In both state and federal courts, mandatory minimum sentencing laws force judges to hand down prescribed prison sentences for certain crimes. The punishment dictated by mandatory minimums is often much harsher than punishment for crimes without mandatory minimums. In 2017, the United States Sentencing Commission found that, on average, defendants convicted of a crime carrying a mandatory minimum received a prison sentence almost four times longer than the average sentence length of defendants convicted of other crimes.Â
Mandatory minimums also prevent judges from exercising discretion and considering relevant circumstances in each case. Even if a judge believes that a defendant deserves leniency, they are required by law to impose the mandatory minimum sentence.
Finally, mandatory minimums are not enforced equally. Statistics show that prosecutors are twice as likely to seek a mandatory minimum sentence for Black defendants as for white defendants. Keeping in mind that Black Americans are incarcerated at over five times the rate of white Americans, itâ€™s clear that mandatory minimums pose a major threat to the freedom of Black communities.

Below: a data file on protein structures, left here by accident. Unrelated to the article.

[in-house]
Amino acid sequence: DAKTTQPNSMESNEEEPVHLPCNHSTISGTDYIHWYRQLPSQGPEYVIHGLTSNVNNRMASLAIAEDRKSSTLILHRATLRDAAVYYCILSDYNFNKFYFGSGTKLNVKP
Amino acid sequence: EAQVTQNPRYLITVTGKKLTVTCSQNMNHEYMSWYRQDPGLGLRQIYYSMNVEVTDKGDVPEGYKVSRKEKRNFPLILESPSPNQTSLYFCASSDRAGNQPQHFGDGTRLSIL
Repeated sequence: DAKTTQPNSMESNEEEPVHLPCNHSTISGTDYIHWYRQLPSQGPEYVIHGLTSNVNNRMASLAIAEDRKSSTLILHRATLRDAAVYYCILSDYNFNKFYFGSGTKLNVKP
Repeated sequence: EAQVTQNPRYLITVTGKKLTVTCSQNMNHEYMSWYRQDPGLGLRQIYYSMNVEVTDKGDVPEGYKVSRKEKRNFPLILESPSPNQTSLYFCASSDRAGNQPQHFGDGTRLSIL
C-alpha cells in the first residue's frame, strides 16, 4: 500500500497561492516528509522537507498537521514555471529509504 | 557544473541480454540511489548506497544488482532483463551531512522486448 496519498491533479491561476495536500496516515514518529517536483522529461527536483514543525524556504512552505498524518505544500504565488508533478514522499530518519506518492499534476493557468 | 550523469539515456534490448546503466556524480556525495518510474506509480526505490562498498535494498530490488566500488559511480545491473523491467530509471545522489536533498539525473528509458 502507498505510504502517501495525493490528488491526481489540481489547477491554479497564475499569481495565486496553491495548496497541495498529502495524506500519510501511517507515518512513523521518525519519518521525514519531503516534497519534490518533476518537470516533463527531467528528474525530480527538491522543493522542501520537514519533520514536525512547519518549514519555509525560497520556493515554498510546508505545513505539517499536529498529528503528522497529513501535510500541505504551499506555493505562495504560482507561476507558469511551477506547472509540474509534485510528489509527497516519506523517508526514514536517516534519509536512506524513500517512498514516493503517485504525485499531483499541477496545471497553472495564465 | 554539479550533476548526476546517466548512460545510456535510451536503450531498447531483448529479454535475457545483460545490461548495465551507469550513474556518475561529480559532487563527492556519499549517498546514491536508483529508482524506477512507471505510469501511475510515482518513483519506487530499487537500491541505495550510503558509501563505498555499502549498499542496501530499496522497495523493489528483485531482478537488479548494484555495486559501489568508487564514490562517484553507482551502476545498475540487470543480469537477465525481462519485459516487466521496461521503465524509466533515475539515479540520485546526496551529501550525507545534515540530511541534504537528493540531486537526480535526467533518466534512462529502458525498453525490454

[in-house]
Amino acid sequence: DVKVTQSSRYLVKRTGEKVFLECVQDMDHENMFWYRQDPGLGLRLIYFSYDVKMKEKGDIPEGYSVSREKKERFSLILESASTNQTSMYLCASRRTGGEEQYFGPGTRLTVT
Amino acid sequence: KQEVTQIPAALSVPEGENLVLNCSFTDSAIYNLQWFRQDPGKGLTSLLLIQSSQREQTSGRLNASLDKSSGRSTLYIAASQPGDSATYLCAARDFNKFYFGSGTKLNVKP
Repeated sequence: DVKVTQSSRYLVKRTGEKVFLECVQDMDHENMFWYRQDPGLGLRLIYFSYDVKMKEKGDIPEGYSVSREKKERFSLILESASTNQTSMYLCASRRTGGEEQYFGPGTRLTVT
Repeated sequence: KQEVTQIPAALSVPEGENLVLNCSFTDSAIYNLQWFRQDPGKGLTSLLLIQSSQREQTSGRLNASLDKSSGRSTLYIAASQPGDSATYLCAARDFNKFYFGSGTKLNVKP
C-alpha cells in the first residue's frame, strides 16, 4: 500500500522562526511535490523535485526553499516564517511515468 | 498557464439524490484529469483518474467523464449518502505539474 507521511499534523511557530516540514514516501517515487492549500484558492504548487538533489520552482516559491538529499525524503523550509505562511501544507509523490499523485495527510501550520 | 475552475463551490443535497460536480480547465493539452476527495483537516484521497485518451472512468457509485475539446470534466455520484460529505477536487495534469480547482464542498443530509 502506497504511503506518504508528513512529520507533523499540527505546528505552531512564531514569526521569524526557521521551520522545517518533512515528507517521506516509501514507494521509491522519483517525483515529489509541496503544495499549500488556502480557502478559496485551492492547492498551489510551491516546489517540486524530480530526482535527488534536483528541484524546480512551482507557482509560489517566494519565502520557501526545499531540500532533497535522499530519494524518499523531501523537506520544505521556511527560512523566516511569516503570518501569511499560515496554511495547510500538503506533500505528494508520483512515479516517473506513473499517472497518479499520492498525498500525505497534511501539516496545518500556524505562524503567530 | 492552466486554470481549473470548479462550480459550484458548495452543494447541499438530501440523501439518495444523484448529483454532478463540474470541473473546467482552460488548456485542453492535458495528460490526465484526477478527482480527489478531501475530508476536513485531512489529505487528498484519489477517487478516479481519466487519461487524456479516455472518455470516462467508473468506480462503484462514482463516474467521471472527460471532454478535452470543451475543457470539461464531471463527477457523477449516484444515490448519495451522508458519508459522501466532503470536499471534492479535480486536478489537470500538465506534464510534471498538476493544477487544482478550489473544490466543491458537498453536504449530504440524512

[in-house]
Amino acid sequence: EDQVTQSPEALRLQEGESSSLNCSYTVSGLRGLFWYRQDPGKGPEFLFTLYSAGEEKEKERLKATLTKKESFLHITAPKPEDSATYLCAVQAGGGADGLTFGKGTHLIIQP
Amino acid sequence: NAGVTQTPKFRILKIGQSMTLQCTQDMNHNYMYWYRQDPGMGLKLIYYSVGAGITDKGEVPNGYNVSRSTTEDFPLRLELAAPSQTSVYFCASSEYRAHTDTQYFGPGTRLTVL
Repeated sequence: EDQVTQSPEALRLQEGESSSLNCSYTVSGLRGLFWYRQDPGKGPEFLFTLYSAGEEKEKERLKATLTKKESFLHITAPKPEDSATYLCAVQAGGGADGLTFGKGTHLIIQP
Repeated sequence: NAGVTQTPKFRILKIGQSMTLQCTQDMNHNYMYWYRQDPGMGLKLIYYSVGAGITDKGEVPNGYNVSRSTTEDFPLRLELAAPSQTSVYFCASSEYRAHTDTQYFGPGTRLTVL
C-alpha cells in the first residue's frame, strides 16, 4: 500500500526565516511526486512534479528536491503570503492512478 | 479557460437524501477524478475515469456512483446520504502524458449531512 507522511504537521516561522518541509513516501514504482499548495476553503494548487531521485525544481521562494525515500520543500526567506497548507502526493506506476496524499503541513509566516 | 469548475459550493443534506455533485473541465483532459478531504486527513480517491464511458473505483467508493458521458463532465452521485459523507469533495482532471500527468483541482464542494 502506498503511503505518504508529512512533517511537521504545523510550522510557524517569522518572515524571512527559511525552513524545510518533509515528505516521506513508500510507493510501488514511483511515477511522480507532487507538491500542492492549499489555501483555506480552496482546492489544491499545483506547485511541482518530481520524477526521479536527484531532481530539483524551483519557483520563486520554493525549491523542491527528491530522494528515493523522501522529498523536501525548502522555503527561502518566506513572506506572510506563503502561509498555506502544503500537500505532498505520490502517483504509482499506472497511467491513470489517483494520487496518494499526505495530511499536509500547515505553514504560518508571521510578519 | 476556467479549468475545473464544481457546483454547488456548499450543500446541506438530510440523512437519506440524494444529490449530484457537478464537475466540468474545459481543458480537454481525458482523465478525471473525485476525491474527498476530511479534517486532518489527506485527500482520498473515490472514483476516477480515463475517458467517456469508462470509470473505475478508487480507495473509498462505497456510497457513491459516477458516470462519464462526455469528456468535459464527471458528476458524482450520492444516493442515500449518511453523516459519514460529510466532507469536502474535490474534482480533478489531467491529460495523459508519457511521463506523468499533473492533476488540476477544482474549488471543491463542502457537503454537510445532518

The only way to solve mass incarceration is to solve our problem with sentencing. At the end of 2019, there were a total of 1,435,500 people incarcerated in federal and state prisons. Thatâ€™s 437 people per 100,000 residents. By repealing mandatory minimums, we can reduce both the number of people who enter prison and the length of their stay, shrinking the criminal legal system overall and saving taxpayers approximately $33,000 per person a year.
Use our tool to call on your legislators to shrink the criminal legal system by ending mandatory minimums. Your elected state officials control a large portion of what causes mass incarceration PLUS they can determine how this system operates. Changing state laws and policies can reduce the number of people who go into the criminal legal system and mitigate the harms of those already involved with the system. Tell lawmakers you demand action.